Fontaine, R. E., Pull, J. H., Payne, D., Pradhan, G. D., Joshi, G. P., Pearson, J. A, Thymakis, M. K. & Ramos Camacho, M. E. (1978). Evaluation of fenitrothion for the control of malaria.—Bull. Wld. Hlth Org. 56, 445452.
Garrett-Jones, C. (1964). The human blood index of malaria vectors in relation to epidemiological assessment.—Bull. Wld Hlth Org. 30, 241261.
Highton, R. B., Bryan, J. H., Boreham, P. F. L. & Chandler, J. A. (1979). Studies on the sibling species Anopheles gambiae Giles and A. arabiensis Patton (Diptera: Culicidae) in the Kisumu area, Kenya.—Bull. ent. Res. 69, 4353.
Joshi, G. P., Fontaine, R. E., Thymakis, K. & Pradhan, G. D. (1973). The cause of occasional high counts of An. gambiae in morning pyrethrum spray collections in huts sprayed with fenitrothion, Kisumu, Kenya.—Mosquito News 33, 2938.
Joshi, G. P., Self, L. S., Usman, S., Pant, C. P., Nelson, M. J. & Supalin, . (1977). Ecological studies on Anopheles aconitus in the Semarang area of central Java, Indonesia. 15 pp. Geneva, WHO. (WHO/VBC/77.677.)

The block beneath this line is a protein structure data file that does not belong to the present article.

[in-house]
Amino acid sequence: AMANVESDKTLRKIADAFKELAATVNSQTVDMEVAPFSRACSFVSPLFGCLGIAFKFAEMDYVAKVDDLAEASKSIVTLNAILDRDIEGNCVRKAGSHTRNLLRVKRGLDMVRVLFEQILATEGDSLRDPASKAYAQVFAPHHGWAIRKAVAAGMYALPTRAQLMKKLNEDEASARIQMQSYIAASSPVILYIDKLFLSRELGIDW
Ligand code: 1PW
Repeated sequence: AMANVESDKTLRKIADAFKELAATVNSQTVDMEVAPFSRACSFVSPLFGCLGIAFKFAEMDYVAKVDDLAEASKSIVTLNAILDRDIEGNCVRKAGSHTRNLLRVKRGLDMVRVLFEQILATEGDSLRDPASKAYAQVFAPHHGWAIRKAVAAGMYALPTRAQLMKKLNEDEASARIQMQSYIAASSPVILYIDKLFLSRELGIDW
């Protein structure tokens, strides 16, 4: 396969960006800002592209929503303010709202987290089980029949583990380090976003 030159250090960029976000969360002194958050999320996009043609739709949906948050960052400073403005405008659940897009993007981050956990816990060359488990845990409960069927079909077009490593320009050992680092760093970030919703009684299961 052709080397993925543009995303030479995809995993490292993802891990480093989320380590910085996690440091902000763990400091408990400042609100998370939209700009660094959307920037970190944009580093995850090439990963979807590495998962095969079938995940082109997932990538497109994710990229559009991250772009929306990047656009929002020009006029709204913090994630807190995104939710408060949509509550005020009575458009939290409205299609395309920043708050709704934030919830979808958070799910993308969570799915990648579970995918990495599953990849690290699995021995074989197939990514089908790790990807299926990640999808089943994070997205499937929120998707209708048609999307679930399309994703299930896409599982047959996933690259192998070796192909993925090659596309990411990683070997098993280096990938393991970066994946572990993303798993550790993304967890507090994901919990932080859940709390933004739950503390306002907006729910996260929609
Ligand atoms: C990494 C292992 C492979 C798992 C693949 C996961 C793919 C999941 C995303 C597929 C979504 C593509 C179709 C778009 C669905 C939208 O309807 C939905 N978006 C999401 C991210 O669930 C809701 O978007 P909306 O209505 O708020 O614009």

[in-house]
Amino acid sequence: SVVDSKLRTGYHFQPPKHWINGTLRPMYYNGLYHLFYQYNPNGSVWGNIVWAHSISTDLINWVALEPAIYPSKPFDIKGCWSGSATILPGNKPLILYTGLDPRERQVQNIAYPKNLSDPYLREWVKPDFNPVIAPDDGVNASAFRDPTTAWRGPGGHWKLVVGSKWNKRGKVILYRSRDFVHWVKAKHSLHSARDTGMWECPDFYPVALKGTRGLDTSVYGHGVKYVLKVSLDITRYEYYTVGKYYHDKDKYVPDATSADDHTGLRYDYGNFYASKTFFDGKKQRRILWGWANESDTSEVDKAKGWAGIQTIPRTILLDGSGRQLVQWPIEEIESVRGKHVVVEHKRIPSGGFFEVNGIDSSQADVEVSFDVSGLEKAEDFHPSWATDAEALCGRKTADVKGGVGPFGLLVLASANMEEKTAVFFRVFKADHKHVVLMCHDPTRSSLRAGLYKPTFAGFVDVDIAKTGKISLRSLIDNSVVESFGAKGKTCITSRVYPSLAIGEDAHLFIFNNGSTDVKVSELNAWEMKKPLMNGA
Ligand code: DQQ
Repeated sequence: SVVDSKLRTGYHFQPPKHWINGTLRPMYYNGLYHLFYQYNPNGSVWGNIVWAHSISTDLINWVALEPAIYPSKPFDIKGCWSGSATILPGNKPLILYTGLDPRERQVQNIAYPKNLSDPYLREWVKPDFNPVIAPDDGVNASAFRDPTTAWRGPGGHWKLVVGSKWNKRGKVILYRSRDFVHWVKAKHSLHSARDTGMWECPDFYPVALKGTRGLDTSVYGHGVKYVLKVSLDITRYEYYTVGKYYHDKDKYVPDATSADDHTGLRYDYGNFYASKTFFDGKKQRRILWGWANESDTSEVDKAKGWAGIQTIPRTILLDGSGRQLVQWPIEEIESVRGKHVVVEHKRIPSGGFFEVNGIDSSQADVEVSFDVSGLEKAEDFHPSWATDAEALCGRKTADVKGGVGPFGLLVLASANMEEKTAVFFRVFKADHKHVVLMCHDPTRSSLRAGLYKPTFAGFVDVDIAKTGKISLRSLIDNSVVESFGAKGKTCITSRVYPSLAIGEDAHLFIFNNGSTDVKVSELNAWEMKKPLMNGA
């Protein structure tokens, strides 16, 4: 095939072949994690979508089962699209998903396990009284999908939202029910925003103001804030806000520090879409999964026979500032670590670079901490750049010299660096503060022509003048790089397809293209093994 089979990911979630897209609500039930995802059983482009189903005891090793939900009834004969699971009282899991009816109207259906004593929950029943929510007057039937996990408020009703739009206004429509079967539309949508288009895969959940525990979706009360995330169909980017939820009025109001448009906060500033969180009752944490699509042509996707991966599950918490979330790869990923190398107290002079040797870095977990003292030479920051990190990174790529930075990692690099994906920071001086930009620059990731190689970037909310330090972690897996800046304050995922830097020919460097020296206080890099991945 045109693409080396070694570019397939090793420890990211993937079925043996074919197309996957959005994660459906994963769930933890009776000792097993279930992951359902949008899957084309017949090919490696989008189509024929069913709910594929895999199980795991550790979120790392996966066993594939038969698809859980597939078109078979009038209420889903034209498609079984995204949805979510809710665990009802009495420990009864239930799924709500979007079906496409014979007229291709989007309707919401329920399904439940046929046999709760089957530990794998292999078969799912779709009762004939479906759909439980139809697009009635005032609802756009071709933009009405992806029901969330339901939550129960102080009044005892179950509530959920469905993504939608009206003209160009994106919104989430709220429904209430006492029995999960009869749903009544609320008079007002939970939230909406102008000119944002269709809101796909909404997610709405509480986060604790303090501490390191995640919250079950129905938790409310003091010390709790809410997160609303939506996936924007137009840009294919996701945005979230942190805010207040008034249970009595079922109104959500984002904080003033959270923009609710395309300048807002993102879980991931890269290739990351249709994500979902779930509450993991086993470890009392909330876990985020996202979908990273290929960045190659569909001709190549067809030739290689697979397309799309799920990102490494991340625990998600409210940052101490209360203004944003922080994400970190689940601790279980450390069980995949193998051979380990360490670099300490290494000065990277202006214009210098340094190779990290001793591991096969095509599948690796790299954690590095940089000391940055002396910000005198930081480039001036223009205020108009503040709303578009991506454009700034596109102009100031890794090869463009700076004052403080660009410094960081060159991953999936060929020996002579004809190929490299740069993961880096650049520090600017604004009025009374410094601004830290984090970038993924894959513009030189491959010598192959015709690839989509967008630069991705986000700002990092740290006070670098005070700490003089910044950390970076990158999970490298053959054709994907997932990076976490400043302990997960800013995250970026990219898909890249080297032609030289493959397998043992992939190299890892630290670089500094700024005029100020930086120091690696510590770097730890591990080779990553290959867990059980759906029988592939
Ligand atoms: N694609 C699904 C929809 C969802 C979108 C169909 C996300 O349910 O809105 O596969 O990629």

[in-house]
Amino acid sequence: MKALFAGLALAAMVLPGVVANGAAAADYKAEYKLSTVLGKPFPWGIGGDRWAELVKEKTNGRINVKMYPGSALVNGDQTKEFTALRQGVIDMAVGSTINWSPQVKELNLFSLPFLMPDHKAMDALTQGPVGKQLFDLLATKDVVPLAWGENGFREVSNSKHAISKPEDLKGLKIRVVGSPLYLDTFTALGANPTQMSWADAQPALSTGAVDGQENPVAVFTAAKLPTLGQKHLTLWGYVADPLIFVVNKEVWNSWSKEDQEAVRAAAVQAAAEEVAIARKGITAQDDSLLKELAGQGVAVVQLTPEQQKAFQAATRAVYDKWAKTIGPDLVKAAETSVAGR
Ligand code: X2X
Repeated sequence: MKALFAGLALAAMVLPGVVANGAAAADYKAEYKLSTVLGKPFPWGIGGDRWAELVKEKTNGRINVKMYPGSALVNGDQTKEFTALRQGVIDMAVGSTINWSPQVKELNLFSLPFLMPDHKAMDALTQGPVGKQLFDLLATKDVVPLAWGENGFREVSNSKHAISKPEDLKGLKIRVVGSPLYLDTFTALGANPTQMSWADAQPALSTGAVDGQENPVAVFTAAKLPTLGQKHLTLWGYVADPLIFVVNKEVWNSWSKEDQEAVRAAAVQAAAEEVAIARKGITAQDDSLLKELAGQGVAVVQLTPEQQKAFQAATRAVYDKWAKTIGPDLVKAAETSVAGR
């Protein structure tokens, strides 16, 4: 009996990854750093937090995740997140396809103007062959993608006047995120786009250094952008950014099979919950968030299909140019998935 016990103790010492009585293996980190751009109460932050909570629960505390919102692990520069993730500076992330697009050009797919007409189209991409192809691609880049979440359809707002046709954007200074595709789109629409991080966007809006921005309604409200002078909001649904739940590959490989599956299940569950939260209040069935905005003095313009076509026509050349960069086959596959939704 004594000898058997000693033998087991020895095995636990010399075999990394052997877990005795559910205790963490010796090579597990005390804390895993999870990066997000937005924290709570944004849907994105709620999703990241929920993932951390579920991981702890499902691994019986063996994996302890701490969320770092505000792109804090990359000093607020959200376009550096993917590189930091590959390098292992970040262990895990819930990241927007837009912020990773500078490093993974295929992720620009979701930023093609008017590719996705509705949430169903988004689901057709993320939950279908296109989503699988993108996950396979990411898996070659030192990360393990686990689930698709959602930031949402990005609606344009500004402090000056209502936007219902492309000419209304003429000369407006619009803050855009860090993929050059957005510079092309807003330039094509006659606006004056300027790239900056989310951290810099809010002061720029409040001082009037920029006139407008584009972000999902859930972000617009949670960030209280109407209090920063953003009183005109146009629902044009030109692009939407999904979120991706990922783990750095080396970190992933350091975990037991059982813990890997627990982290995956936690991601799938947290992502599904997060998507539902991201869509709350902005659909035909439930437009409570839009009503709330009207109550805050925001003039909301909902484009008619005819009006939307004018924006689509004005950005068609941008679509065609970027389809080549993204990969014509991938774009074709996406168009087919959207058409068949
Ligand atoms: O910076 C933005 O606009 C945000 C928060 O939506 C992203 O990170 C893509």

Joshi, G. P., Service, M. W. & Pradhan, G. D. (1975). A survey of species A and B of the Anopheles gambiae Giles complex in the Kisumu area of Kenya prior to insecticidal spraying with OMS-43 (fenitrothion).—Ann. trop. Med. Parasit. 69, 91104.
Macdonald, G. (1952). The analysis of the sporozoite rate.—Trop. Dis. Bull. 49, 569–86.
Macdonald, G. (1957). The epidemiology and control of malaria.—201 pp. London, Oxford University Press.
Molineaux, L. & Gramiccia, G. (in press). The Garki Project.—Bull. Wld Hlth Org.
Reisen, W. K. & Boreham, P. F. L. (1979). Host selection patterns of some Pakistan mosquitoes.—Am. J. trop. Med. Hyg. 28, 408421.
Service, M. W., Joshi, G. P. & Pradhan, G. D. (1978). A survey of Anopheles gambiae (species A) and An. arabiensis (species B) of the An. gambiae Giles complex in the Kisumu area of Kenya following insecticidal spraying with OMS-43 (fenitrothion).—Ann. trop. Med. Parasit. 72, 377386.
Weitz, B. (1956). Identification of blood meals of blood-sucking arthropods.—Bull. Wld Hlth Org. 15, 473490.